Way back in 1994, my RWA chapter decided to produce a writing craft book to sell as a fund-raiser. Various members volunteered to write articles about a particular aspect, and authors who weren’t members also contributed to The LERA Writer’s Guide (The Ultimate Guide to Writing and Your Career as a Writer.) I was a part of the committee passing out the topic assignments.

One related to Scene and Sequel, which were writing terms I’d never heard before. Under the theory of “if you don’t know, find out,” I volunteered for this topic. It was suggested I read Scene & Structure: How to construct fiction with scene-by-scene flow, logic and readability by Jack M. Bickham. It was part of the Elements of Fiction Writing series put out by Writer’s Digest. I bought the book and read it.

This was definitely one time when the theory’s command to find out paid off well. I learned about scene structure and things I didn’t even know I should know as a writer. The book pushed my understanding of the writing craft ahead in a bounding leap.

The most important thing I learned was the distinction between a scene and a sequel. According to Mr. Bickham, story telling is based on cause and effect, or to use his terms, stimulus and response. An author constantly uses this when writing. Jack’s fist hit Bill’s jaw, stunning him. The fist hitting is the stimulus, and the stunning is the response. Scene and sequel takes stimulus and response from the micro sentence level to the macro story level.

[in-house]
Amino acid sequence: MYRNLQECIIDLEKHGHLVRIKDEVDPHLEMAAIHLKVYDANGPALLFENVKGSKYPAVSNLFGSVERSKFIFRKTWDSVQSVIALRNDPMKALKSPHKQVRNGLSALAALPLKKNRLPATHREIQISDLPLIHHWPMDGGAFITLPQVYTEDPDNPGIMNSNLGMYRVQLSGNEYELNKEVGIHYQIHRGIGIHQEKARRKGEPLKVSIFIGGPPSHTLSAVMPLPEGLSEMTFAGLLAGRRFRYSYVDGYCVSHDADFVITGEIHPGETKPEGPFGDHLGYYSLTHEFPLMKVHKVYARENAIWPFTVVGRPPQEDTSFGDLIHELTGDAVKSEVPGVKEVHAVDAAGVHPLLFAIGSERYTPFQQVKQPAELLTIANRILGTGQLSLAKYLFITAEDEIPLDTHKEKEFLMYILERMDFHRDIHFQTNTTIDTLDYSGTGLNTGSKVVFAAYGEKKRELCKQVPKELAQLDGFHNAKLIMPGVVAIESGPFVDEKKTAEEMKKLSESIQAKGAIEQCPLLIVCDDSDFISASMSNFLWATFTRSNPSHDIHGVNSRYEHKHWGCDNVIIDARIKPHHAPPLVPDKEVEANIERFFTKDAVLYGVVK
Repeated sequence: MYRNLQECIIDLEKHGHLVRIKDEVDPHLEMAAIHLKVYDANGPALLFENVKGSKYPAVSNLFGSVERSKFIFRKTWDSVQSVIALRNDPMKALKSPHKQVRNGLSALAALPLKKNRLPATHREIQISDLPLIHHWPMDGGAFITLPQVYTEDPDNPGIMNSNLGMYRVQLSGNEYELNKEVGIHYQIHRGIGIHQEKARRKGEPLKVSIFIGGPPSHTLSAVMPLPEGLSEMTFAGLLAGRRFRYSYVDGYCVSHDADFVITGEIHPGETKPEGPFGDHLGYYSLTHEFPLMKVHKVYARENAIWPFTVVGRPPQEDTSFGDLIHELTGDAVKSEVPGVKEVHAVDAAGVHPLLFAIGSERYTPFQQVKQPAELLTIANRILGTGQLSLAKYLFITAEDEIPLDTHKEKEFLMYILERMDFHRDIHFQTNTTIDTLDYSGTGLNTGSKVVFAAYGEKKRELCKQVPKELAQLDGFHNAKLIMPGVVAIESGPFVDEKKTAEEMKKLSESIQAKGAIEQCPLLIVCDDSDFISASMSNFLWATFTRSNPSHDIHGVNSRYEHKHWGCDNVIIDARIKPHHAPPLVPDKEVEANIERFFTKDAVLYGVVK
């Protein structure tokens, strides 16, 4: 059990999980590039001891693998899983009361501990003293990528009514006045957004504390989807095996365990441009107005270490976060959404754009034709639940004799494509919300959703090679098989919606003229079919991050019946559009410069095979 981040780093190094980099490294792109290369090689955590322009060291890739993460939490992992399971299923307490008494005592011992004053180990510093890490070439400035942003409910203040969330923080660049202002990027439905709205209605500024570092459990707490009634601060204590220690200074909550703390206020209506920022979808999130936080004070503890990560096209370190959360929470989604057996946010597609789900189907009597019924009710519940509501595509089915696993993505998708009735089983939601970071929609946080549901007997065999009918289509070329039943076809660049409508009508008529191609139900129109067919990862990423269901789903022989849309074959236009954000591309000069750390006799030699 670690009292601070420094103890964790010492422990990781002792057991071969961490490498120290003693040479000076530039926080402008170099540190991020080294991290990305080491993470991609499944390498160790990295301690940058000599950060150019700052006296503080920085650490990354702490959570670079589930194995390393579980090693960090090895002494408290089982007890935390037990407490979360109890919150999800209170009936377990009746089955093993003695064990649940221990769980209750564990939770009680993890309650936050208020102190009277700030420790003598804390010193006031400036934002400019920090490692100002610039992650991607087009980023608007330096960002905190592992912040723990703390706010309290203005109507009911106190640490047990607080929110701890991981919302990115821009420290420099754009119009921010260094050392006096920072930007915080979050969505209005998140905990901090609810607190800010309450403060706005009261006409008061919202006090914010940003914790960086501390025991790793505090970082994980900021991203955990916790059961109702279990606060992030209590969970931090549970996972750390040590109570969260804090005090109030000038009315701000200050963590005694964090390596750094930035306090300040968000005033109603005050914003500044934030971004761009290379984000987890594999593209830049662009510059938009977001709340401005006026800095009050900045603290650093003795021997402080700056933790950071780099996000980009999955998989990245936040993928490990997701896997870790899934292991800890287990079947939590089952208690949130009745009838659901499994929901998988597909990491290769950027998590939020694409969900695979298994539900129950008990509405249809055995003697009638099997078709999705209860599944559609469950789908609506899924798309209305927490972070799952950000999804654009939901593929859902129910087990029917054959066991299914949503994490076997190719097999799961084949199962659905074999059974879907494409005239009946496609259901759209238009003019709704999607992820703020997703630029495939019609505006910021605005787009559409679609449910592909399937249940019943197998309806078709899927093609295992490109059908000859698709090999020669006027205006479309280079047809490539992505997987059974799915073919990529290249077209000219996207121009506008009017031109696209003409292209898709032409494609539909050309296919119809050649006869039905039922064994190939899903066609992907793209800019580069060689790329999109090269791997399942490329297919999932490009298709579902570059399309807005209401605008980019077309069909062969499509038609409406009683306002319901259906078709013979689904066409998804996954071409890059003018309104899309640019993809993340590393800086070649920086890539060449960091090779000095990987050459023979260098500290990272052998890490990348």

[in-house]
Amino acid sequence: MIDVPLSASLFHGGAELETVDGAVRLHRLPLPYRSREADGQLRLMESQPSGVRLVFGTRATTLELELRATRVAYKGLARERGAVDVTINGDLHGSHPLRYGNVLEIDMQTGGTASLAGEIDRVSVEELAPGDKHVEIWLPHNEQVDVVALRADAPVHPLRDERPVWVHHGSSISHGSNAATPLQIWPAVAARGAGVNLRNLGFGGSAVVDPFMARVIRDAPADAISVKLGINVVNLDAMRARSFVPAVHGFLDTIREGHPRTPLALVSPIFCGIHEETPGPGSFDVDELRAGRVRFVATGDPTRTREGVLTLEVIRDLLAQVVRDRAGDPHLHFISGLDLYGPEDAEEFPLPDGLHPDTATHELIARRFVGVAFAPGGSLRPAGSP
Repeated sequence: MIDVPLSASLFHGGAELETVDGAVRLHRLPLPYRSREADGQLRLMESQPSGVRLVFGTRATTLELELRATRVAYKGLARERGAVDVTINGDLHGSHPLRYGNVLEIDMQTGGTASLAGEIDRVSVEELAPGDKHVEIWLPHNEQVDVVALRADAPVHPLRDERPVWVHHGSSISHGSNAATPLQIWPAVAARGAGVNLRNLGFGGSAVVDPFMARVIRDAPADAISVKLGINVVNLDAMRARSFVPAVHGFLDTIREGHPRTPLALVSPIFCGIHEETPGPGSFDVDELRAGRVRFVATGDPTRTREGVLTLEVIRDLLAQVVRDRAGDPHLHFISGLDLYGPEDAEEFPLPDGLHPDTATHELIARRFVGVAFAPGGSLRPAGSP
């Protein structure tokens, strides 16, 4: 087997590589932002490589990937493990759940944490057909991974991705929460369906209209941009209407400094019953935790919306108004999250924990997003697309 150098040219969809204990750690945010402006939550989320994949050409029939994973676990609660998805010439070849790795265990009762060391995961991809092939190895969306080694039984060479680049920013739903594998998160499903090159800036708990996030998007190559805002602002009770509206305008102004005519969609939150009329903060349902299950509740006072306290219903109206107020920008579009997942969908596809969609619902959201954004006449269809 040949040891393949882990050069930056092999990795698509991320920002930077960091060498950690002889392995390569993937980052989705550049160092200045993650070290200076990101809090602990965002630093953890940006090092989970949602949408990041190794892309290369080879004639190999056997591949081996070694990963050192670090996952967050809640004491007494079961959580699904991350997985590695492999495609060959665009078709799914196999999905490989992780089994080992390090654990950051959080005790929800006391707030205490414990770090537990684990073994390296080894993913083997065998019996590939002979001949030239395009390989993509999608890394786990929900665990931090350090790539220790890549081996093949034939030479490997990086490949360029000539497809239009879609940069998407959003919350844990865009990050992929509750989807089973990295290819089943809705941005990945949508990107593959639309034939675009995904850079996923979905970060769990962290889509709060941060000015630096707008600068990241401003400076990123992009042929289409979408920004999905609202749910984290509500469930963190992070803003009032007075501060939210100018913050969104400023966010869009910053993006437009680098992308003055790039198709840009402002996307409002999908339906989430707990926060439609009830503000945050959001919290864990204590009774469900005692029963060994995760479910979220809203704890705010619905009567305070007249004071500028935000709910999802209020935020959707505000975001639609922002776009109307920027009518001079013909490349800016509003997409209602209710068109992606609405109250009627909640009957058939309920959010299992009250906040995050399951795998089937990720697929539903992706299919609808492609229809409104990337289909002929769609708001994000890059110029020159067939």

Mr. Bickham believes a scene is “a segment of story action, written moment-by-moment, without summary, presented onstage in the story ‘now’” (page 23.) Because it can be acted out, it is not the character thinking. The pattern of a scene is a goal, conflict, and a failure of the character to achieve his goal—a disaster.

A scene goal differs from the story’s goal, in that the character is doing something toward the story goal. The scene goal is a step along the way. Most authors understand that a goal should be defined, so the reader knows what the character is striving to achieve. The scene’s conflict is provided because the character doesn’t get his goal without an effort. Someone or something won’t let him have it. The disaster is what keeps the reader turning the pages.

In this usage, a disaster doesn’t necessarily mean a flood, tornado, or hurricane. Disaster is the state the character is in after not achieving his goal, a setback, which ends the scene. Mr. Bickham lists four potential scene endings:

  • Yes: The character achieves his goal and moves on. Occasionally the character may succeed in his efforts, but a yes scene ending should be reserved for the final scene in the story.
  • No: The character’s attempt at goal fails. That option is now closed, and he moves onto another possibility.
  • Yes but: In this scenario, the character achieves his goal but there are strings attached. Now he could have more tasks to do.
  • No and furthermore: This is a very strong scene ending. Not only is the character unable to achieve his scene goal, now more problems (obstacles) are piled on.

The scene goal gives the reader a question about the character’s success over the conflict. The disaster answers that question in one of the four possibilities. If there is no answer, the reader can be left unsatisfied. Too much unhappiness with the story, and he will put the book down.

That summarizes what Mr. Bickham believes the structure of a scene should be. My next blog post will discuss what a sequel is.